It's not that often that you see an Oscar-winning filmmaker tackle the horror genre so well into their career, but that's exactly what Barry Levinson, the man behind movies like Bugsy, Rain Man and Diner, has done with his latest movie The Bay.
It's the 4th of July in the small Chesapeake Bay community of Claridge, Maryland and people are starting to die as news reporter Donna Thompson (Kether Donohue) recounts the horrifying details of a viral outbreak as they unfold. As she narrates her story, we see video of the events happening using the now-standard "found footage" format, which is less surprising when you realize The Bay is produced by Jason Blum (Paranormal Activity) and the Strause Brothers (Skyline). Even so, it's still quite mind-boggling to see Levinson at the helm since the closest he's come to the horror genre in his extensive career was the movie Sphere, which is not exactly considered a classic.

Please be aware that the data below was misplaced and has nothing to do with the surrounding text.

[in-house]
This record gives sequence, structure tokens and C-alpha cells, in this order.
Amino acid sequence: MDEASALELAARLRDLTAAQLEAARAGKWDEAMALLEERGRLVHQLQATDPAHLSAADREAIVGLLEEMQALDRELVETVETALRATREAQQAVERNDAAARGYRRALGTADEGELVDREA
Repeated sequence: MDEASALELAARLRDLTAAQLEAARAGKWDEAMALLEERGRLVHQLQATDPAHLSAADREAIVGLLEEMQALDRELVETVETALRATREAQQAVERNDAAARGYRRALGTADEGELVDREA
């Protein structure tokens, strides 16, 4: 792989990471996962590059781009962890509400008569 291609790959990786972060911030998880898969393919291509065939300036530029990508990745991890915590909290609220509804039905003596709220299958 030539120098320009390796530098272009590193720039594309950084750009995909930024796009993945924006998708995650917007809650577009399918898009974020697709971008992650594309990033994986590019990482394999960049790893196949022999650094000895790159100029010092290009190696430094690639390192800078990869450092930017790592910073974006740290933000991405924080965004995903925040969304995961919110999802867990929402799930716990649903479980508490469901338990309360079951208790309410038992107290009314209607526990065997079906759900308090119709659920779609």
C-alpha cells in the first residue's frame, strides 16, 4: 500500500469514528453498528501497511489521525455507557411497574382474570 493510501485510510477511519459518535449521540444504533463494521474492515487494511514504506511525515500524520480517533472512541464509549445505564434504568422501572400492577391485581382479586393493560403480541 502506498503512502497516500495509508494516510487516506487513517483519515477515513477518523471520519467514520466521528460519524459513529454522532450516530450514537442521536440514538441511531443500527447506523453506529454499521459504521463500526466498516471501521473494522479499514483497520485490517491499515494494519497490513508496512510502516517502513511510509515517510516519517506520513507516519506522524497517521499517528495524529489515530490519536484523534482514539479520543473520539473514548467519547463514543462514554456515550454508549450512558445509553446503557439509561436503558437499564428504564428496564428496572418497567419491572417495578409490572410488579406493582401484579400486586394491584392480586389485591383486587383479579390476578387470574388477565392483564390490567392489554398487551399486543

Shock Till You Drop sat down with Levinson late in the Toronto International Film Festival, the day after his movie premiered in the "Midnight Madness" section, which was definitely another first for the esteemed filmmaker. Besides talking about the decision to make a horror movie and the technical aspects of making one using this format, we also spoke to him about the long-delayed Gotti: In the Shadow of My Father, which he took over directing duties, the already-filmed HBO Phil Spector Biopic, starring Al Pacino, and another HBO movie he's directing about silent actor Fatty Arbuckle, called The Day the Laughter Stopped.